Here in Connecticut on the state level, bills that would limit a woman’s access to reproductive choice–taking away a women’s ability to control of her own health and body—have also already been introduced into the General Assembly.
All of us who believe in reproductive health and freedom must remain aware and vigilant to protect our state from attacks within Connecticut, and from the federal government. Both in the U.S. Congress and Connecticut General Assembly, we have a majority of legislators who support reproductive rights and will fight for progressive legislation. We need to continuously reach out to them, urging them to stand firm when it comes to women’s health and reproductive freedom, and thanking them when they speak out on our behalf.
Connecticut NOW will keep you informed on when proposed bills that the CT Coalition for Choice is following need your voice, and for you to reach out to your legislators.
Lauren Pizzoferrato serves as Connecticut NOW’s liaison to the CT Coalition for Choice.
UPDATE at 1:40 p.m. Thursday, Jan. 10: We are sold out!
By CAROLYN MILAZZO MURPHY
I apparently have a lot of friends who want to go to the movies with me.
After I posted “Alone Time” https://thegsandwich.wordpress.com/ about my first foray to the movies by myself to see A Star Is Born, some friends lamented that I didn’t invite them to join me.
“The next time you’re going to the movies, call me. I love to go to movies and I’ll go with you,” a friend told me last night. Other friends indicated disappointment that I didn’t call them before heading out on my own.
So just in case anyone’s interested, I’m going to see a sneak preview of On the Basis of Sex Thursday evening at the Cinemark North Haven. The Connecticut chapter of the National Organization of Women bought out a 50-seat theater, and some tickets are still available. The $22 cost covers your ticket and a small donation to NOW. The film starts at 6:45 p.m.
If you want to come, please join us. There are still seats, but they’re going fast.
The film portrays a period in Ginsburg’s life where she juggled Harvard Law School with parenting her 3-year-old daughter and caring for her cancer-stricken husband. It stars Felicity Jones as Ginsburg and Armie Hammer as her loving husband Marty, who was also in Harvard Law at the time.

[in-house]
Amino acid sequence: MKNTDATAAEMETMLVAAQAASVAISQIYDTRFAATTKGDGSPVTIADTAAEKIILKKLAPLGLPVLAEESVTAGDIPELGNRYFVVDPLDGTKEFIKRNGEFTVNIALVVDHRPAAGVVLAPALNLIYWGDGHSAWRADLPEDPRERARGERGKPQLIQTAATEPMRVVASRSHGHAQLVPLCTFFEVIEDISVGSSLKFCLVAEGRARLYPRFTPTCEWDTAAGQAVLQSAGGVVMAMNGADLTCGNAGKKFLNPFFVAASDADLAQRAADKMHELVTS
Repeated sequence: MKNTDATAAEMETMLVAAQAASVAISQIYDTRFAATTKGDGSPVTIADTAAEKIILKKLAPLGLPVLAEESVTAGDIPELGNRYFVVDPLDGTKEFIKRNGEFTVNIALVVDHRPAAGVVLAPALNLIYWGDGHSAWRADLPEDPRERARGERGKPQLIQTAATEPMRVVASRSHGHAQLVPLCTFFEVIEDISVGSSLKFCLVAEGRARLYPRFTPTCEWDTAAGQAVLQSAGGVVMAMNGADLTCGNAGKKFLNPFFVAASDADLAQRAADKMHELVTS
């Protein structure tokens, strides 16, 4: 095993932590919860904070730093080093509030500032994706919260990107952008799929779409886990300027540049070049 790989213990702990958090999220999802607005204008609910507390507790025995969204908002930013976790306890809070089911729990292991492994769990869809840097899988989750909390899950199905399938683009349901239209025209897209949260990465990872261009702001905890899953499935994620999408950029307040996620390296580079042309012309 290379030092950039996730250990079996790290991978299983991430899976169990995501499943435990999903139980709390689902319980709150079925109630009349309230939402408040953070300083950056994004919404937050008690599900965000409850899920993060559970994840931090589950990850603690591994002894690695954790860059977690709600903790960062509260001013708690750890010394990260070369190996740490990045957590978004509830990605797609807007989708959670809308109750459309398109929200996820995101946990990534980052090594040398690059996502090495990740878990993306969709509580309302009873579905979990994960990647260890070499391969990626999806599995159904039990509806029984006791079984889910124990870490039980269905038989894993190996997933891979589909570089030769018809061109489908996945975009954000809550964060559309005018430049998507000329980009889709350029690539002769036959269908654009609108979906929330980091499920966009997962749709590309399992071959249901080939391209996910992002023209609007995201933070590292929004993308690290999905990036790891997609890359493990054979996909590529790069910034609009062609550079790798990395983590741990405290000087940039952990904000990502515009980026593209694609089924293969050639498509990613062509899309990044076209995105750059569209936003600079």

I saw a preview before The Mule, and it looks as intriguing as you’d expect. RBG is a trailblazer and a woman before her time, staking out a career in the 1950s in the male dominated field of law. She became the second woman appointed to the U.S. Supreme Court when named by President Clinton in 1993.
I’m eager to see this movie, particularly with a group of women who are advocates for women’s rights. Ginsburg paved the way for all of us, and remains an inspiration today at age 85.
Carolyn Milazzo Murphy is a freelance writer and contributor to the Connecticut chapter of NOW’s blog.
I’m the world’s worst knitter, and don’t even get me started on crocheting.
I admire women who knit at their kids’ basketball games or boring municipal meetings, expertly looping yarn over their knitting needles, but it’s Greek to me. My crafty mom tried to teach me to knit when I was about 13 and I just couldn’t get it. This was hard to accept for someone who prides herself on having excellent hand-eye coordination.
Knitting and crocheting are skills to be treasured and shared. Besides being able to make afghans, sweaters, scarves and mittens to provide warmth, handmade creations reflect a personal touch and creative spirit missing in today’s world of mass produced everything.
An article in Handmade Business summed it up this way:
“When you make something, you leave a part of yourself in it. When you are finished creating, you take pride in the work partly because you see yourself in it. When you buy something someone else made, you yourself are reflected in that purchase. Whether it’s the color, the texture, the shape, or just the mood you happen to be in, an item that has been crafted as an expression of the creative spirit person who made it is treasured and valued far beyond an item that was made for worldly mass consumption.”
The Connecticut chapter of NOW is calling on all knitters and crocheters, hoping their creations can infuse comfort, support and hope into the growing number of women and kids who are victims of domestic violence. The chapter has launched the “With-You Wrap,” a project to provide shawls to domestic violence victims so they never feel alone.
Just four days after the official Jan. 1st launch, the first wrap arrived on chapter president Cindy Boynton’s doorstep. Organizers hope to provide wraps to about 1,200 domestic violence victims in shelters across the state.